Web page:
Engine oil - Page 2 - Fiberglass RV


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Old 05-09-2013, 03:21 PM   #15
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2007 Silverado: Change oil Once a year or when the readout tells you to. Whichever comes first.
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Old 05-09-2013, 07:37 PM   #16
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Originally Posted by steve dunham View Post
Mike :When you run synthetic oil for a 15000 mile OCI do you change the oil filter at 7500 miles ?. From what I have read the oil will last for 15000 miles but the oil filters are not designed for 15000 miles and end up going into bypass long before you change oil . NAPA told me that their NAPA Gold filter (Wix ) is not rated for 15000 miles . This may be a good question for Floyd
Yes, unless a high capacity filter of some sort is available, it has to be changed out midway. My Toyota's filter is one I absolutely hate changing (it is a pleated filter inside a permanent aluminum housing that can be a bear to remove sometimes), thus the change in my practices.

One more thing I recall reading: synthetics tend to keep rings in better shape (staying swelled rather than shrinking with age as with ordinary oil).
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Old 05-09-2013, 08:21 PM   #17
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What Mike said

I use synthetics, but for less viscosity change with temperature, not in pursuit of longer oil change intervals or reduced engine friction.
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Old 05-09-2013, 09:09 PM   #18
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all my vehicles get mobile 0w-30 changed spring/fall, synthetics in differentials if they have them. Only problem I ever had was when i first got married and my wife ran a 1980 pinto 4 quarts low of oil, and that was a fatal problem, in my mind when you drive something you check the oil....her reply to that was 'why do you think I got married!!"
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Old 05-09-2013, 10:30 PM   #19
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The problem with switching is the tolerances that synthetic oil runs at is much tighter than regular oil.

If the car or truck were new than yes running synthetic will extend engine life.
On a used car or truck you likely won't see a gain in engine life but synthetic will tolerate higher temps before breaking down.
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Old 05-10-2013, 01:10 AM   #20
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Bob & Grace, Seeing that you are from Michigan (rust belt) and assuming that you don't drive like a teenager that thinks he/she is on a drag strip, it is unlikely synthetic oil is going to make a difference in your engine life. Your vehicle will probably rust away around your engine and when it eventually goes to a scrap yard, your engine will probably be one of the few things left that is still good.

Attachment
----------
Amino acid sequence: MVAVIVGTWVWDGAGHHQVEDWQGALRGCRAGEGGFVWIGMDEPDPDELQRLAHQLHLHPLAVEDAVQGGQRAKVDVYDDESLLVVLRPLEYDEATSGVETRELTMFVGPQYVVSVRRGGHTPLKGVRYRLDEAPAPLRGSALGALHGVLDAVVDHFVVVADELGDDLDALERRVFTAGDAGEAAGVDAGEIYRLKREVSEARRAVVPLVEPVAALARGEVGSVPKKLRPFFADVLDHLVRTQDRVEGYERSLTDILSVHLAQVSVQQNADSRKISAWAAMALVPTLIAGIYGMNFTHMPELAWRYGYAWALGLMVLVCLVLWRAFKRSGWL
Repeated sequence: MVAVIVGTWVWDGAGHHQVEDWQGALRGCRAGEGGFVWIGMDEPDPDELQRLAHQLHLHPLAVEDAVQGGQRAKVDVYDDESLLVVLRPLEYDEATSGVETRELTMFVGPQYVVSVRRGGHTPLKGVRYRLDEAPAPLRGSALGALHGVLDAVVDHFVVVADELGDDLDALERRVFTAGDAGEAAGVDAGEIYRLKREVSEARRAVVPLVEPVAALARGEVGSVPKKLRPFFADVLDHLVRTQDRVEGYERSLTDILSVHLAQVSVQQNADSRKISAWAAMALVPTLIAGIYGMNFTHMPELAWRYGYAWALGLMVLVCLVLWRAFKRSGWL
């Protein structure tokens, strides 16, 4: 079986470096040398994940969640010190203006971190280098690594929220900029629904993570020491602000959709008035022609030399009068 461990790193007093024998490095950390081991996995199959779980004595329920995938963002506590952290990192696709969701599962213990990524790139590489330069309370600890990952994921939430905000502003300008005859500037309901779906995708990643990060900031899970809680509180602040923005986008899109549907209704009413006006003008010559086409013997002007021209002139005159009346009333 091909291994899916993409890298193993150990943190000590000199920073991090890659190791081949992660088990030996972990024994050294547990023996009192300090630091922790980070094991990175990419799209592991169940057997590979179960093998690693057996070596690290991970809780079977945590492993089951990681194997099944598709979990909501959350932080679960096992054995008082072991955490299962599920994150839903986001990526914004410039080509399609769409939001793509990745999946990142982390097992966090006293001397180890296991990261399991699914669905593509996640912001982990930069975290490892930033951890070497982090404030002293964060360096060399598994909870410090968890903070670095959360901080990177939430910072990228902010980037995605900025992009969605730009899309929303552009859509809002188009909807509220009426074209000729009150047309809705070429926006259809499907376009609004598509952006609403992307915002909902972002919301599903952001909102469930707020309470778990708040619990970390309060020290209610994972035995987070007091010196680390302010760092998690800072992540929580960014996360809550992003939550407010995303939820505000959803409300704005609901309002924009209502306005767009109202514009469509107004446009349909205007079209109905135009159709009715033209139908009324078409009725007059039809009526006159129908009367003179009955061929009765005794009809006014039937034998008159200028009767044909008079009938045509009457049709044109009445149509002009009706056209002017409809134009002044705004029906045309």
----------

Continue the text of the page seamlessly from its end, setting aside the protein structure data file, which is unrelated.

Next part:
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Old 05-10-2013, 03:06 AM   #21
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I did a fairly extensive study into engine oils several years ago. What was apparent at that time was that within a specific engine oil spec, it didn't matter what brand since they were all formulated to that specific specification and were essentially the same product marketed under different brand names.

Differences between the various specs were mostly the additives used to tailor the lubricant to its intended application. For example an oil intended for an outboard motor might have more of an additive to dissolve or disperse water than an automobile engine oil.

What came to light via my study was that oils formulated to the diesel specification were almost the same as engine oils for gasoline engines except that included was a larger amount of anti-wear additive.

Subsequently, I use either RPM Dello or Shell Rotella in everything from lawn mowers to my old diesel Blazer and everything in between. Since we live only a mile from a small town that has become the shopping destination for the county and just about any type of store imaginable is located within two miles from us, our vehicles are all very low mileage for their age. So I cannot brag about so many hundred thousand miles.

I do have a Honda mower about 20 years old, one of the first ones that came out with the plastic base. I have mowed about 1-1/2 acres of our 2-1/2 all spring, summer and well into fall with this machine for the exercise until this spring when I finally decided I was old enough to use a rider. Still finding the Honda walk-behind useful for trimming I visited the Honda dealer early this spring needing a gasket/O-ring set for cleaning the carburetor.

The parts fellow was surprised that such an old model was still being used for such a large plot of ground on a consistent basis. Thinking about it now, perhaps using RPM Dello or Shell Rotella diesel grade oil in that Honda mower may have contributed to its longevity. In any case, it makes for a good story.
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Old 05-10-2013, 07:19 AM   #22